Scratch Golfer

Scratch Golfer

Mark Wainfor, a PGA qualified pro golfer since 1989, has up to 20 years as a PGA Golf Professional to his name. He’ll share his top golf tips and experiences with you here

The Three Oldest Golf Courses in Scotland

Back To The Future

Golfer Flying BHi everybody! The Open Championship is the oldest and most prestigious golf tournament in the world. Between 1860 (the first Open) and 1890 only three golf courses were used to host the event. These courses can still be played today! In this blog we take a look inside their history.

Prestwick Golf Club

Prestwick is the birthplace of the Open Championship. First played in 1860, the winner was Willie Park, his prize, £25 and a Morocco leather belt with silver clasps. This famous belt was also won 4 times by Old Tom Morris and 3 Times in succession by Young Tom Morris, who subsequently became owner of the prized belt.
Originally a 12-hole course, it was extended in 1883 to 18-holes. The Prestwick links has not changed much over the years and is known for the many blind shots golfers have to hit to the greens, seven of which are still the originals.

Musselburgh Golf Club

Musselburgh Links is generally recognised as the oldest golf course in the world. There is documented evidence that golf was played there in 1672, and it is said that Mary, Queen of Scots played the links in 1567.

The Open Championship was first held here in 1874 and was selected because it was used by the prestigious Honourable Company of Edinburgh Golfers. The course still has its original 9-holes and is surrounded by Musselburgh Racecourse.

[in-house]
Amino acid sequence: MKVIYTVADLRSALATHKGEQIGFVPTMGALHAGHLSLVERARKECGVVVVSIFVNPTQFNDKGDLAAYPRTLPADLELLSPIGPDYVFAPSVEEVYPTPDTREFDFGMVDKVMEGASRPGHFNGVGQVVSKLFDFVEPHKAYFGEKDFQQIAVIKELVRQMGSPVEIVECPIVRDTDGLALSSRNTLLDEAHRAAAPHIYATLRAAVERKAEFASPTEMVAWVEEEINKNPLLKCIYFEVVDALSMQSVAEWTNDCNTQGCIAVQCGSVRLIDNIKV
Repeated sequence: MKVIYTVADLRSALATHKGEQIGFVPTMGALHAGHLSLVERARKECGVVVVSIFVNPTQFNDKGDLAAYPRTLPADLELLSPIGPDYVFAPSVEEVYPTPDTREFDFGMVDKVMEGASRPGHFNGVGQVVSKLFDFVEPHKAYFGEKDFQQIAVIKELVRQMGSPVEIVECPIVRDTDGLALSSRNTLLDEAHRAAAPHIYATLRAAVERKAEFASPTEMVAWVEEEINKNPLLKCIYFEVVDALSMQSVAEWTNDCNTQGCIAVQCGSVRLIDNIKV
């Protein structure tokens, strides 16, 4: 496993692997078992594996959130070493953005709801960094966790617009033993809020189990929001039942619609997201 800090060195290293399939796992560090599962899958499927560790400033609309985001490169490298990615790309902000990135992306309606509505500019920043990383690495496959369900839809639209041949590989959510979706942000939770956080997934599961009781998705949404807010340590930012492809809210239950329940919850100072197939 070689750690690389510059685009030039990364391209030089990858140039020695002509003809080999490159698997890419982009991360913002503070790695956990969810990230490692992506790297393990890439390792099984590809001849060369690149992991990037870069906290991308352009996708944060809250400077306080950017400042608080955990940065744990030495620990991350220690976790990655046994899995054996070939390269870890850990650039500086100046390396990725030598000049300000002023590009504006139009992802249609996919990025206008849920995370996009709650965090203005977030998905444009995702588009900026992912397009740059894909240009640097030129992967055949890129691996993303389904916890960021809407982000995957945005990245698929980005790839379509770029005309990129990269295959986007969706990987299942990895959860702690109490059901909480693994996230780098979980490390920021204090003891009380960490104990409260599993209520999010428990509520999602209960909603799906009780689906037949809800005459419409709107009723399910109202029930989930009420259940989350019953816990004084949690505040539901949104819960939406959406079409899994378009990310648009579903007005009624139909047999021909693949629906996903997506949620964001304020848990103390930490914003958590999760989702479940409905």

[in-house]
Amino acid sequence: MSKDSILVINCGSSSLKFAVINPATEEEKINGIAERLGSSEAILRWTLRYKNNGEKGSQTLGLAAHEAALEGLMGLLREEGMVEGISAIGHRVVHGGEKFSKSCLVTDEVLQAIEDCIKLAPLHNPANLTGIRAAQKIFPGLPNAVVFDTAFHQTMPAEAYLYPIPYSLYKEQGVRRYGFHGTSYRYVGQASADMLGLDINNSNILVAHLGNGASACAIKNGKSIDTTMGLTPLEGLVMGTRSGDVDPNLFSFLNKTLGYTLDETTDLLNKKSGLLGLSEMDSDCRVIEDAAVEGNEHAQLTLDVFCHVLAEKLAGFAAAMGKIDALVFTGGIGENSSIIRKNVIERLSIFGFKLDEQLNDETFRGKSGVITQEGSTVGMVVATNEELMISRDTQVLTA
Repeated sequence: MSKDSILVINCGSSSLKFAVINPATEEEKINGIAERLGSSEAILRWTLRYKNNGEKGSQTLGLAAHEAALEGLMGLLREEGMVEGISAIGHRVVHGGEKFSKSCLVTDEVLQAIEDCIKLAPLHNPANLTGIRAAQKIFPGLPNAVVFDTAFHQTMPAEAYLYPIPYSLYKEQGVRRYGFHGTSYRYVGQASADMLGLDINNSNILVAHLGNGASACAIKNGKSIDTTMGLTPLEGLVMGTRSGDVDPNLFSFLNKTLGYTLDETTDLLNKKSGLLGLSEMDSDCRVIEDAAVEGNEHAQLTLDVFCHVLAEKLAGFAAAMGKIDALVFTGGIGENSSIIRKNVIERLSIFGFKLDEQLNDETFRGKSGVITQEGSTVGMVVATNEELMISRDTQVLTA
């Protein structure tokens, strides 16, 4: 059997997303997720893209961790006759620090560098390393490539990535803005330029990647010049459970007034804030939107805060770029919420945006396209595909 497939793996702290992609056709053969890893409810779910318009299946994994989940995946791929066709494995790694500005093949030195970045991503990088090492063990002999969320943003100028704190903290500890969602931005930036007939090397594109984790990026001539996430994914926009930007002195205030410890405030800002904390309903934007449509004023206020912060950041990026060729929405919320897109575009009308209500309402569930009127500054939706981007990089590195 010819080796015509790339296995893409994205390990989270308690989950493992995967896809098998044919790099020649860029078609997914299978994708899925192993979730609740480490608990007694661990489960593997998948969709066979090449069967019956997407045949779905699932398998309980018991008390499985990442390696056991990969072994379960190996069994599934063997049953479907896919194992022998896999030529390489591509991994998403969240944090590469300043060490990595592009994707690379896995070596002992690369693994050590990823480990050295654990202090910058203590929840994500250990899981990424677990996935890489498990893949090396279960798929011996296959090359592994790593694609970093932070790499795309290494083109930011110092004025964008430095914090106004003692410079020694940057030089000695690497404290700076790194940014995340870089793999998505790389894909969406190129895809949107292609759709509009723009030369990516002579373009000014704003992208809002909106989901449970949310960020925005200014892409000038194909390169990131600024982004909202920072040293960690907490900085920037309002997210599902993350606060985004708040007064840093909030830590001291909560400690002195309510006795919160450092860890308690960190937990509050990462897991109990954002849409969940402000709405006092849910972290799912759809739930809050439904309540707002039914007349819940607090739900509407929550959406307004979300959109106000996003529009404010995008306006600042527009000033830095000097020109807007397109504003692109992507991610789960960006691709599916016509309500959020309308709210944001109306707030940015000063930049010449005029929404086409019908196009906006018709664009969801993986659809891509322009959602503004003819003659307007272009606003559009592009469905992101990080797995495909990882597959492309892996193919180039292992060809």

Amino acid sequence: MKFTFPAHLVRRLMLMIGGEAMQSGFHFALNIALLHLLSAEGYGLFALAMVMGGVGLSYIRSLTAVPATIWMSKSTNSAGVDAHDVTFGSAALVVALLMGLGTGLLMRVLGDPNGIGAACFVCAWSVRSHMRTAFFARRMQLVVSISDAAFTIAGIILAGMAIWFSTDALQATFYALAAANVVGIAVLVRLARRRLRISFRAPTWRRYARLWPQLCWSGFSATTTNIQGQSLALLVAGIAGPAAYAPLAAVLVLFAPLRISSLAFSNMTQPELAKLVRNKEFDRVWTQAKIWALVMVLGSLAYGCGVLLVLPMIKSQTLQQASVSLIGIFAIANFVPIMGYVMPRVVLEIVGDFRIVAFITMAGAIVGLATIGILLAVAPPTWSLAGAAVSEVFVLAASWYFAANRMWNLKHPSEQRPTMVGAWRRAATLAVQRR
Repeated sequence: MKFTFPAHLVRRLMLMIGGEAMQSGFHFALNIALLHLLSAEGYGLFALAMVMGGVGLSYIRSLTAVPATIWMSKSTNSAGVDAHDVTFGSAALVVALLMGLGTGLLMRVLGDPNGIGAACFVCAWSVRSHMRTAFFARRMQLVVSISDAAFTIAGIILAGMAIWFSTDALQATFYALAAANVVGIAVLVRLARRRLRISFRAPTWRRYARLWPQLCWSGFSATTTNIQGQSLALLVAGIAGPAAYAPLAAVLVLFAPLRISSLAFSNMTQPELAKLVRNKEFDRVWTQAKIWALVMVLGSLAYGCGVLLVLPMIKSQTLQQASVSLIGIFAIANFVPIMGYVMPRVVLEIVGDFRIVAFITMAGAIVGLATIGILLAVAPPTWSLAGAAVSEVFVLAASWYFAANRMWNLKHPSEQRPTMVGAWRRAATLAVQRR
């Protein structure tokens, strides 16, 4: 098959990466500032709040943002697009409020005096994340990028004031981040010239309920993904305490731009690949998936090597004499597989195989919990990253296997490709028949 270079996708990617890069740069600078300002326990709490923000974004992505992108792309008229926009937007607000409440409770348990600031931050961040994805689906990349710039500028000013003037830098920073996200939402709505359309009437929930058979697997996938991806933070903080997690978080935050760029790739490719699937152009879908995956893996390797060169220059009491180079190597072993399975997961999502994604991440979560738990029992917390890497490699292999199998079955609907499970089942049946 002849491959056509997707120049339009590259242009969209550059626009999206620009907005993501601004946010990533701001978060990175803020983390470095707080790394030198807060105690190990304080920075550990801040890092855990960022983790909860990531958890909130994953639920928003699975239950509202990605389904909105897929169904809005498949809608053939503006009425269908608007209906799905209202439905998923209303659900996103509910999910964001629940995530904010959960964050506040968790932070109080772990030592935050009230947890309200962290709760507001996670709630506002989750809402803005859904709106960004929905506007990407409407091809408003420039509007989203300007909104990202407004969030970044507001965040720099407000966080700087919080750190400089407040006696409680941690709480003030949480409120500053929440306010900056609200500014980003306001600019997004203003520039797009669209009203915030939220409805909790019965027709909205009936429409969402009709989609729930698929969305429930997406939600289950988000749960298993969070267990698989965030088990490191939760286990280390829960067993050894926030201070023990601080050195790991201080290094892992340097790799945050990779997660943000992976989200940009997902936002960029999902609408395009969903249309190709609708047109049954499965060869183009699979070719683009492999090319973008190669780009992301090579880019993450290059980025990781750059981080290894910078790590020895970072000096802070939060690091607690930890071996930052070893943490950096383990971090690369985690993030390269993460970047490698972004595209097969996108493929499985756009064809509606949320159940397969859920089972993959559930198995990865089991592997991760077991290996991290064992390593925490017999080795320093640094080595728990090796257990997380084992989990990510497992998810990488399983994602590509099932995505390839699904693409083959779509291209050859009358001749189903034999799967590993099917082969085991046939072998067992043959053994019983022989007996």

St Andrews-The Old Course

Considered the "home of golf," St. Andrews has hosted The Open Championship more times than any other venue. Golf has being played on the St. Andrews links for over 600 years. The Old Course itself was established around the 1870s.

St. Andrews is famous for the large double greens and 112 pot bunkers. The "Road Hole" and Swilcan Bridge are icons in the golfing world. 

Golfer Flying Blue

Links Golf Course Explained

The term "Links" is typically associated with coastal golf courses and is the oldest style of course. Playing on a links golf course is considerably different from playing on other types of courses.  The challenges of links golf fall into two categories: Firstly the nature of the courses themselves, which tend to be characterised by uneven fairways, thick rough and small deep pot bunkers, and secondly, due to their coastal location and lack of trees, many links courses are frequently very windy. The Open Championship is always played on links courses.

Have you ever played any of these golf courses? Please share with us on FB Facebook. 

Mark's next blog looks at Jack Nicklaus in part 4 of his series “The Seven Ages Of The Golf Swing” Until then read about:

 

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